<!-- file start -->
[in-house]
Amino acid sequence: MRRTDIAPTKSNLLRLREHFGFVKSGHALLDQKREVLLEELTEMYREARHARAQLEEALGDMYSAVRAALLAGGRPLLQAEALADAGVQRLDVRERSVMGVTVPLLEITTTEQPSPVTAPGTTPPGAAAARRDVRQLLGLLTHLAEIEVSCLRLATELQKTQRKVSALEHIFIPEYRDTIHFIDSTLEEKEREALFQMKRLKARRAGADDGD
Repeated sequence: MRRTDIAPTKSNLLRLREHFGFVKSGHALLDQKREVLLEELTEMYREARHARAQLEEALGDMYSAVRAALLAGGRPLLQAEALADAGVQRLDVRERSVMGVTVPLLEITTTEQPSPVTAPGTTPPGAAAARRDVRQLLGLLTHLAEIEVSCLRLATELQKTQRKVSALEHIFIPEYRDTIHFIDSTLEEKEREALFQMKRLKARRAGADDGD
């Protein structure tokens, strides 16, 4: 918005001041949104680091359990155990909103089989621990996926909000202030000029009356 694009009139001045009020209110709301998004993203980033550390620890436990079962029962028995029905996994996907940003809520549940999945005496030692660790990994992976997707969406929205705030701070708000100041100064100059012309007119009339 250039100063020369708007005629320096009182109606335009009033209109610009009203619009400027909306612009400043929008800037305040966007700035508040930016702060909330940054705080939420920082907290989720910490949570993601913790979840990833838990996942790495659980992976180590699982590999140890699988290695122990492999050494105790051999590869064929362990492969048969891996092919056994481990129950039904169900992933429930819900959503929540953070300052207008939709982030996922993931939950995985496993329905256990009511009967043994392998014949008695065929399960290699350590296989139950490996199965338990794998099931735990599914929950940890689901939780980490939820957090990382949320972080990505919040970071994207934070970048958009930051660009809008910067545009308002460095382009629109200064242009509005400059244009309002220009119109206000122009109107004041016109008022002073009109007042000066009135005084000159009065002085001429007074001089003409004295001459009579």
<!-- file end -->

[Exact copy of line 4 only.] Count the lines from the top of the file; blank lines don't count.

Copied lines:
């Protein structure tokens, strides 16, 4: 918005001041949104680091359990155990909103089989621990996926909000202030000029009356 694009009139001045009020209110709301998004993203980033550390620890436990079962029962028995029905996994996907940003809520549940999945005496030692660790990994992976997707969406929205705030701070708000100041100064100059012309007119009339 250039100063020369708007005629320096009182109606335009009033209109610009009203619009400027909306612009400043929008800037305040966007700035508040930016702060909330940054705080939420920082907290989720910490949570993601913790979840990833838990996942790495659980992976180590699982590999140890699988290695122990492999050494105790051999590869064929362990492969048969891996092919056994481990129950039904169900992933429930819900959503929540953070300052207008939709982030996922993931939950995985496993329905256990009511009967043994392998014949008695065929399960290699350590296989139950490996199965338990794998099931735990599914929950940890689901939780980490939820957090990382949320972080990505919040970071994207934070970048958009930051660009809008910067545009308002460095382009629109200064242009509005400059244009309002220009119109206000122009109107004041016109008022002073009109007042000066009135005084000159009065002085001429007074001089003409004295001459009579």